Hollywood is discovering that it’s not smart to release a bunch of $100 million movies at the same time.
Every summer brings with it an onslaught of action-heavy, special-effects-laden big-budget movies. But the summer of 2013 is different in that studios have gone over the top with an unusually large number of over-the-top productions, released in close proximity to each other. A condition that’s been dubbed as “summer blockbuster fatigue” has affected moviegoers, who aren’t heading to the theaters more often just because there are more films out there that cost $100 million or $200 to make.
The Hollywood Reporter declared the current season “the most crowded summer in the history for tentpoles,” a.k.a. the expensive, widely released breed of film that is supposed to justify its huge budgets with huger profits at theaters. But because the field is so crowded—and perhaps because many these films just aren’t that good—several expected summer blockbusters are shaping up as busts.
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The season’s biggest flop is probably “The Long Ranger,” featuring Johnny Depp as Tonto, Jerry Bruckheimer as producer, and $225 million as a budget. Businessweek reported that Walt Disney will probably wind up taking a writedown of more than $100 million on the film. Mediocre ticket sales for big-budget movies like “Pacific Rim” and “White House Down” are likely to result in losses of tens of millions for studios as well.
Analysts and studio executives are blaming bad scheduling as the main culprit for underwhelming box office results. “The biggest issue is dating,” one studio head told Hollywood Reporter. “You had too many $100 million-plus movies, not to mention $200 million-plus movies, jammed on top of each other. There isn’t enough play time, and the result has been more movies that wipe out.”
And the result of this summer’s many big-budget busts is that studios are likely to be more careful about timing their releases, and also more likely to scale back on how often they take the risk of funding a $100 million or $200 million film, even if Johnny Depp or Will Smith is on board to star. “The trend is definitely to reduce tentpoles,” Bruce Nash, founder of the box-office sales tracking site The Numbers, said, according to CNBC. “One of the things we’re looking at as a company and is being talked about in the industry is that films are either huge hits or completely flop. There doesn’t seem to be much middle ground anymore. That puts huge pressure on the studios, particularly on franchise films.”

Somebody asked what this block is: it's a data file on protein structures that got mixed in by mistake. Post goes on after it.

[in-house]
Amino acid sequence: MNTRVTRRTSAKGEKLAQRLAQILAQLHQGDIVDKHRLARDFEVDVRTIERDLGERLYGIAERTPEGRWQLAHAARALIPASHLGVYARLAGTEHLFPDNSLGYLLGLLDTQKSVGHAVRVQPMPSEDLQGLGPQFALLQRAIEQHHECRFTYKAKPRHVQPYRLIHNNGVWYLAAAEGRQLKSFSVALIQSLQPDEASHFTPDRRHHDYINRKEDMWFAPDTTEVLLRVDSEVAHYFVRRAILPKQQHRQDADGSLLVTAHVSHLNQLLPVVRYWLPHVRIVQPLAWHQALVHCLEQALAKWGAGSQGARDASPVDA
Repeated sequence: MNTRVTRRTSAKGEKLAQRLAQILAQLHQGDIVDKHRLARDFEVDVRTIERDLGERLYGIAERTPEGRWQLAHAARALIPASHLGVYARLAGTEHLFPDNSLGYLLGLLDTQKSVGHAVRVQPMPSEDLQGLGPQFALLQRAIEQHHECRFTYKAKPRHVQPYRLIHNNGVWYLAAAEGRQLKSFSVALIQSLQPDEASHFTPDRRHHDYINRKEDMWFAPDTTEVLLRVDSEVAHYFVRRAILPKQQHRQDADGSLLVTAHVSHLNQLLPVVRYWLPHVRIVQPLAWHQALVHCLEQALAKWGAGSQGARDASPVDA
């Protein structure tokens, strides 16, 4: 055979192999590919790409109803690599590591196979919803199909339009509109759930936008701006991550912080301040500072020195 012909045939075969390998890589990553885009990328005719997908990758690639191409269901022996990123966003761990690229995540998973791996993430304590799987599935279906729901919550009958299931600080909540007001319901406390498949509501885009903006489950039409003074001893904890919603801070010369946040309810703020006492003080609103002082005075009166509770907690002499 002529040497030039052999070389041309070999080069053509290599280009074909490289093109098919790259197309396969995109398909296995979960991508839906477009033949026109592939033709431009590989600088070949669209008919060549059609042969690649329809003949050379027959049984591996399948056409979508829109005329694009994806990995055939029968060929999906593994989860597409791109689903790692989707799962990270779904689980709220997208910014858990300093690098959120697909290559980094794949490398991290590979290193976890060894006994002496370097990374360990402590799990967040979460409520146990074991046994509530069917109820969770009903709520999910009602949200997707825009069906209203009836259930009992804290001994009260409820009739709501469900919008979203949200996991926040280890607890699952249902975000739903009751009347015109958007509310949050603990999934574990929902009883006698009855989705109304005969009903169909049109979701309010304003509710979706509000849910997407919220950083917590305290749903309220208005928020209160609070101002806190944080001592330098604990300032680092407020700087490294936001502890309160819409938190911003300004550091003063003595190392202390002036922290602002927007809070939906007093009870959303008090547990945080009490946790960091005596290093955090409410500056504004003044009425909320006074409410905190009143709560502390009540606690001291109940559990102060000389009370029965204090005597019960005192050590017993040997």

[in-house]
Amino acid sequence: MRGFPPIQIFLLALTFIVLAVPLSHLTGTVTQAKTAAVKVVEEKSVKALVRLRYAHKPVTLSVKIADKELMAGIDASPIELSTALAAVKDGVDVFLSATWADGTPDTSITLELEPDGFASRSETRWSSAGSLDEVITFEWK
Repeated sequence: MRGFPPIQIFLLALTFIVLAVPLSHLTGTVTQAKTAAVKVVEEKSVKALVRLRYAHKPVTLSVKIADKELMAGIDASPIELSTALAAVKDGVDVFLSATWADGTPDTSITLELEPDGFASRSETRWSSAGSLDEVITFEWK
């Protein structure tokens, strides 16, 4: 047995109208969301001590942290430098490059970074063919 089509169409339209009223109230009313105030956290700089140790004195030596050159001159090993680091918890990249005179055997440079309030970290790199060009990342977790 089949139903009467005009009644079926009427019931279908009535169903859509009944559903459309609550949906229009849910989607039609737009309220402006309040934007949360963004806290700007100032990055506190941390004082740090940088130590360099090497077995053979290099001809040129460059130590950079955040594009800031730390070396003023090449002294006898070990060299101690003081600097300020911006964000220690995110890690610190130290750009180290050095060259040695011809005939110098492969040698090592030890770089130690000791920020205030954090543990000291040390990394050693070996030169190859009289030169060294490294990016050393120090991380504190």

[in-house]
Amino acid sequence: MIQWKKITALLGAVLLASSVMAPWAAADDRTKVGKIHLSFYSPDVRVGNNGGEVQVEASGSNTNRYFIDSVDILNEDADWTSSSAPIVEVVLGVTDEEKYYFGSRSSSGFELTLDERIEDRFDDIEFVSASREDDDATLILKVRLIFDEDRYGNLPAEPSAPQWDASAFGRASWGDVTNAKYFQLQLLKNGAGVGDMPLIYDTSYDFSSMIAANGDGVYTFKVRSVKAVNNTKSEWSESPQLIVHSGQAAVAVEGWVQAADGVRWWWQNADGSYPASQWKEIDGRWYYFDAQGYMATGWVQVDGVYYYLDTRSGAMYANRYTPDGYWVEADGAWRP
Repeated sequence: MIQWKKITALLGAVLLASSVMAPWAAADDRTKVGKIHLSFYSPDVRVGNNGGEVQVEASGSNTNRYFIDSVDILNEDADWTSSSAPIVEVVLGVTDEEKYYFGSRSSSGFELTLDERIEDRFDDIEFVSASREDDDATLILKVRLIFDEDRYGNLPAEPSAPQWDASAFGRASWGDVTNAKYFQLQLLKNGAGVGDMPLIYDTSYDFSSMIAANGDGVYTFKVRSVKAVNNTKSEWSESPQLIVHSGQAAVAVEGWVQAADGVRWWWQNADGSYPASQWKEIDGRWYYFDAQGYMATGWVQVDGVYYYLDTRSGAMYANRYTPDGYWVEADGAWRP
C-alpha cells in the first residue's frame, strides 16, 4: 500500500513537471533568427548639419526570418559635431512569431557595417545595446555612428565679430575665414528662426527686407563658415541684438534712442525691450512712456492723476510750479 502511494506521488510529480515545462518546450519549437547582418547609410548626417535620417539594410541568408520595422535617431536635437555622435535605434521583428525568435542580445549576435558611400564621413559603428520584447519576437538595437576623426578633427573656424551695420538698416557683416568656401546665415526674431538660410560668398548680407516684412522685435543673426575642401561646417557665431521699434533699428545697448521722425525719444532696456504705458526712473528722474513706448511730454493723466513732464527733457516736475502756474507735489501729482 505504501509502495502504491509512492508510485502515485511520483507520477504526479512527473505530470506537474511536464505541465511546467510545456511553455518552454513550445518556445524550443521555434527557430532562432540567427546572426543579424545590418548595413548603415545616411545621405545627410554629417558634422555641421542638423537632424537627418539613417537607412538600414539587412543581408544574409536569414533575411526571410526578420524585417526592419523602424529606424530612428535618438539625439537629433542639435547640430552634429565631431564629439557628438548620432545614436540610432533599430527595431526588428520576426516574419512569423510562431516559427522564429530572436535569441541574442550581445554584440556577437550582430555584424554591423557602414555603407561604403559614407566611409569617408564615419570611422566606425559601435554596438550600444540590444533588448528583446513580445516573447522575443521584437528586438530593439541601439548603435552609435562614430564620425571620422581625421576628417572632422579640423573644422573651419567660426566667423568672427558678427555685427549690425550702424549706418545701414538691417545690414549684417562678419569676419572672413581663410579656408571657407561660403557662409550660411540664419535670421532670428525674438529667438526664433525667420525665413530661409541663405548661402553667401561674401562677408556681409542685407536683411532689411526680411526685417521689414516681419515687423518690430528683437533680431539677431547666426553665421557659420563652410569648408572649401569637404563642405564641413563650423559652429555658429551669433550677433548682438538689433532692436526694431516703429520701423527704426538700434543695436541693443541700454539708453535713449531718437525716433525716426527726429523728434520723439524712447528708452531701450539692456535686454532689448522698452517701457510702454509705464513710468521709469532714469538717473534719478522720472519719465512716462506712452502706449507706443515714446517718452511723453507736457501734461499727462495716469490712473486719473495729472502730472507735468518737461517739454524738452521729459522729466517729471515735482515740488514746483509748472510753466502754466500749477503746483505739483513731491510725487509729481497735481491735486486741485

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It shouldn’t really come as a surprise that the summer of 2013 is looking like a high point (low point?) for blockbuster flops. Before Memorial Day, many analysts and movie insiders were looking ahead and seeing far too many big-budget films competing for the attention of essentially the same movie goers. And with too many tentpoles being released in too short of a time period, it was inevitable that several came out as losers.
“All the studios have decided that big-event movies are a better business,” Doug Creutz, an entertainment analyst for Cowen & Company, told the New York Times in mid-May. “When everyone decides that, it’s a problem. Look at the history of motion pictures. There have been time periods when certain strategies worked, and, temporarily, the economics got better. Then the profits got competed away. So here we are again. There’s a glut.”
And here we now are, in the middle of the summer, seeing the effects of that glut.